The Weekend

Page 34

Iwoke to the sound of two men in the other room and the orange blues of a rising sun.
“Just put it over there and leave the lids. She’s not up yet,” Jordan’s voice whispered.
The other voice I did not recognize said, “Please tell Ms. Jones this is on the house. I’ve never gotten to thank her for helping me with my immigration status. She recommended a lawyer who helped my entire family come and live in America. Please, Mr. Wickerson. Let her know how much she has helped me.”
“I will, Ahmed. But, I think she would say that this is unnecessary.”
“The lawyer didn’t charge me. It was a miracle from Allah. She is a miracle.”
“I won’t argue with you there. She’s pretty special.”
I smiled at that. I didn’t remember a man named Ahmed. In my defense, I helped lots of people with references. I must have sent him to William Hawkins, my friend from college. Maybe William was working his pro Bono quota on that case. Ahmed should thank William, not me.
I got out of bed and got dressed. Yoga pants and a t-shirt. I ran my fingers through my hair and smiled at my bed head in the mirror. In the other room, Jordan was standing by the window drinking coffee. I walked over and stood behind him. I wrapped my arms around his waist and leaned my head on his back. He placed his hand on top of mine and sipped his coffee.
“I got us breakfast. Ahmed delivered it.” He turned and took my hand in his and guided me over to the small dining table. It was beautifully set.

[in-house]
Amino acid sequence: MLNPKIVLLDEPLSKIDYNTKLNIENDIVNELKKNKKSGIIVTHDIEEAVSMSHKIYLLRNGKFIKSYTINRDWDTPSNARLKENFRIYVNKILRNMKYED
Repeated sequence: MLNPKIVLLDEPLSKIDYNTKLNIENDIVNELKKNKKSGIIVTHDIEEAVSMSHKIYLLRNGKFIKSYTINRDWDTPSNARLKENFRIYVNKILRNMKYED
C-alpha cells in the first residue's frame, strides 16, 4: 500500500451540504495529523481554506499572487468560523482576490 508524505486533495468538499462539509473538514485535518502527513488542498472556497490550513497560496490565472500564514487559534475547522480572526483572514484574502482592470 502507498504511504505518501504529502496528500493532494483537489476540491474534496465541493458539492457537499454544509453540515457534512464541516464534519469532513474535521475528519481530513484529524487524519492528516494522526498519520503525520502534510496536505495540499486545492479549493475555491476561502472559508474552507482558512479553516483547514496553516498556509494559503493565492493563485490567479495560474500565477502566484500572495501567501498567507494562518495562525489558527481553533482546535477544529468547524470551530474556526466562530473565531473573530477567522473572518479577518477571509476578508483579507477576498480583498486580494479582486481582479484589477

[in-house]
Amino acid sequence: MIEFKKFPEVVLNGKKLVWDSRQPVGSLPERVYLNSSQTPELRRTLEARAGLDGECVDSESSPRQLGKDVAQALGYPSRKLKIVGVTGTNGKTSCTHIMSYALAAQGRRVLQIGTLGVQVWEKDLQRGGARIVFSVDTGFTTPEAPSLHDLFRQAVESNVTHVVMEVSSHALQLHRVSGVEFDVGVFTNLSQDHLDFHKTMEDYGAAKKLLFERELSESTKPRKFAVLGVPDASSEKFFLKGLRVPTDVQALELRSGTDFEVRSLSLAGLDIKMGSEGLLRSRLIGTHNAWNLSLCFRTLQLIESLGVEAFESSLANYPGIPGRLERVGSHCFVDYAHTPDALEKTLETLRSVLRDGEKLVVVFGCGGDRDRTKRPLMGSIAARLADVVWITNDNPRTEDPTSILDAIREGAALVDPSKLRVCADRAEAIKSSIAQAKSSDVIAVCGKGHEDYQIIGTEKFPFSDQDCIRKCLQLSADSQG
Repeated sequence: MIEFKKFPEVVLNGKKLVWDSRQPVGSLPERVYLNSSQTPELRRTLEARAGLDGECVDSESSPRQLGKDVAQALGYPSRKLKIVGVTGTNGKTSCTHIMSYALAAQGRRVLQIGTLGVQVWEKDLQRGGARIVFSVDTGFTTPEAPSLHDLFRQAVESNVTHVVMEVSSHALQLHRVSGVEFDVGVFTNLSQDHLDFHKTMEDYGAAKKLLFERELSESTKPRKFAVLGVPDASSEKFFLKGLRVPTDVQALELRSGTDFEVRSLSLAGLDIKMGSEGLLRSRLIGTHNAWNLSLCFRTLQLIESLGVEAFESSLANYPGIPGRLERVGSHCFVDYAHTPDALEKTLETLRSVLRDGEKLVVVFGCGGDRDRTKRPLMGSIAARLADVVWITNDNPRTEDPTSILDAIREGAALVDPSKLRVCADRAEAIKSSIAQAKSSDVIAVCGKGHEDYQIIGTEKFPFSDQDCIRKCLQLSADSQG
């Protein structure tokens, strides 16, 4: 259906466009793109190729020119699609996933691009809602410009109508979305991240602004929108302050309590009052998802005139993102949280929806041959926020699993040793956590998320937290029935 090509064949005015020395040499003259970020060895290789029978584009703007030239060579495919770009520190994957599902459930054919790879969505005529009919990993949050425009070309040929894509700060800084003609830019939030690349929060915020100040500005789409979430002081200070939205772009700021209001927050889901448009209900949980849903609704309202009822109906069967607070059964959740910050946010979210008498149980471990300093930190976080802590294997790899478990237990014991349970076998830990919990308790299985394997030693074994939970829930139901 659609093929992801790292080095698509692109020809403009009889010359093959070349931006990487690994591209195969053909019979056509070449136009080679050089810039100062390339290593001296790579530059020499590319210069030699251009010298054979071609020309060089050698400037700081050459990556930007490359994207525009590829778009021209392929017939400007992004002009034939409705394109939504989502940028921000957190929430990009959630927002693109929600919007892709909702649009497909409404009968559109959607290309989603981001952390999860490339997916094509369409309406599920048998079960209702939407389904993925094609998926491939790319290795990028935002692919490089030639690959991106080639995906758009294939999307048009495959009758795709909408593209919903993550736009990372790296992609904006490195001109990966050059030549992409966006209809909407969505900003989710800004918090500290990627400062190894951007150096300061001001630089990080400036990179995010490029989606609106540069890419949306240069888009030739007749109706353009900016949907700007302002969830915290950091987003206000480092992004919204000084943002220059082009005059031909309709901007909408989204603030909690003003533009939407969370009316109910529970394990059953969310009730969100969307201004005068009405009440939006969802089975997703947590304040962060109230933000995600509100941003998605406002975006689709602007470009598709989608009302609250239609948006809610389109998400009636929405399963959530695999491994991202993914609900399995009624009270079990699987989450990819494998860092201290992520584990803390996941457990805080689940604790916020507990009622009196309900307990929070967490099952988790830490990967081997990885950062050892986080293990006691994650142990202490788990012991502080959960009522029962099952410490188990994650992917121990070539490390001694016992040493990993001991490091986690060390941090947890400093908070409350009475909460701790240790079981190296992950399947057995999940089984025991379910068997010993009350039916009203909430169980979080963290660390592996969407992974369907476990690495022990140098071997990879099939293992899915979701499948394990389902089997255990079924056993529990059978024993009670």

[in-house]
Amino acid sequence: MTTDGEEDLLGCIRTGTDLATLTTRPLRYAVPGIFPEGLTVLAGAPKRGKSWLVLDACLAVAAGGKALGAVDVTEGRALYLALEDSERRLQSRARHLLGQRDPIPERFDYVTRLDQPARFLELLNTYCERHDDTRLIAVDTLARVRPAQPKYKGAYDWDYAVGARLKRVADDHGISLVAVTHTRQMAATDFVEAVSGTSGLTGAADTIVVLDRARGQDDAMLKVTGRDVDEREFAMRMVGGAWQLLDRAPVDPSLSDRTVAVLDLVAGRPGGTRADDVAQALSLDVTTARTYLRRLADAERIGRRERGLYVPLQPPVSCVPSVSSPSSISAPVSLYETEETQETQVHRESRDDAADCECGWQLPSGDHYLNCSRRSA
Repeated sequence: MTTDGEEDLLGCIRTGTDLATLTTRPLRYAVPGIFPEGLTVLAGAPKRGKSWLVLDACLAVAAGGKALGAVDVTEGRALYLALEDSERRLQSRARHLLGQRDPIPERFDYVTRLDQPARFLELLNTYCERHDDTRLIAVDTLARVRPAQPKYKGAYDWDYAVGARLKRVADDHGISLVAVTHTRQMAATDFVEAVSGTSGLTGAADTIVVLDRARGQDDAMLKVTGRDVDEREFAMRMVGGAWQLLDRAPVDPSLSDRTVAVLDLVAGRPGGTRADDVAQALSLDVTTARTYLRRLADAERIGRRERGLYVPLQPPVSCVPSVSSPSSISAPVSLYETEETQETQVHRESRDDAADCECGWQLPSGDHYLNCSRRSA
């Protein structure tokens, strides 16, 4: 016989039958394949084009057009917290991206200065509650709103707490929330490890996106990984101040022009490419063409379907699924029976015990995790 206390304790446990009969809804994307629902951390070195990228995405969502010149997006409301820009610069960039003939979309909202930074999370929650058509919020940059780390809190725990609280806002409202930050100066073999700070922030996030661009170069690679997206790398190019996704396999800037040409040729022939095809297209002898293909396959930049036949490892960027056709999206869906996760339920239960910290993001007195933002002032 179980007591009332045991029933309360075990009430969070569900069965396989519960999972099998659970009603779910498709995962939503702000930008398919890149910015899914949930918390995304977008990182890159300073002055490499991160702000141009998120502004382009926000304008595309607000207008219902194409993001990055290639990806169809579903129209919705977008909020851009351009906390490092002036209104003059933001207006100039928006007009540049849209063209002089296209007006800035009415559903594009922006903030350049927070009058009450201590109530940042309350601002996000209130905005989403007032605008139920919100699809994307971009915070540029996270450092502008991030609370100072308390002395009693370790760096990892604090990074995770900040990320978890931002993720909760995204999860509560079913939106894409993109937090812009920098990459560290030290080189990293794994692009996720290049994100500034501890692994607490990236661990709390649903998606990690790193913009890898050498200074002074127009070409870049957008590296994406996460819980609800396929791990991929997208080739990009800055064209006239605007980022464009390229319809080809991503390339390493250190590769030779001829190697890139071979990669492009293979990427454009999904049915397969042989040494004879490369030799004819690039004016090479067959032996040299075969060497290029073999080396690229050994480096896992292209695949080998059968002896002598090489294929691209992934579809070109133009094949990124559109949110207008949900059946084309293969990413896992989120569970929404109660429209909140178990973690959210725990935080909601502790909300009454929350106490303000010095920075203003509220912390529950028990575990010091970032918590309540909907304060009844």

“I heard. He says I helped him. I feel kind of bad that I don’t remember.” I sat down and placed the napkin in my lap. He poured me coffee from the carafe.
“You know, once they know I stayed here with one of our best customers, they’ll fire me from the bar.” He laughed.
“I doubt that. You’re probably one of their best employees.”
“I doubt that.” He said. He lifted the lid from our meals and sat down.
“Do you do this for all your favorite customers?” I teased.
“You are my only favorite customer.” He sipped his coffee, watching me over the rim of his mug. “What do you have planned for today?”
“I hadn’t thought about it. I usually go to the Jefferson Memorial and walk around getting some exercise.”
“Would you be interested in a tag-a-long friend today?” he asked.
I liked that idea very much. I sighed with regret. I didn’t want this weekend to end. I had my work to get back to and if we let this go further, it was going to hurt to let it go. He had his life, and I had mine. This wouldn’t work.
“I don’t have to if you had other ideas.”
“No, I want to spend the rest of the day with you. I like…” I paused. What did I like? I fought against my instinct to pull away. We had the rest of today. What’s the difference if we spent the day together? “I like spending time with you, Jordan.”
“I do too, Katie. You have no idea.”
We finished our breakfast, and he ran back to his loft. I cleaned up and waited for him. I picked up my phone and there were a few calls from my assistant, wondering if she could bring me anything from the office tomorrow morning. I texted her I was fine. She works entirely too hard for me. She said that she would order a car for me by seven on Monday morning. I told her I was fine. I would grab a taxi and get over to the courthouse by nine. They wouldn’t have our case ready until ten, anyway. I could sense the unease in her voice messages. These sorts of cases could go either way.
I would have to move here. That probably wouldn’t matter for me, as I still hadn’t opened the boxes from when I moved last time. It would be a simple move. I smiled at the thought and got into the elevator.
* * *
Jordan was waiting outside the elevator. He had a small messenger bag draped across his shoulder, and his smile was infectious.
“Ready?” he asked.
“As ready as I can be.”
“I’ve got us tickets for the walk-on-off-bus, but we will walk to the Jefferson Memorial. Are you good with that?”
I had put on my running shoes, not sure what we would do today.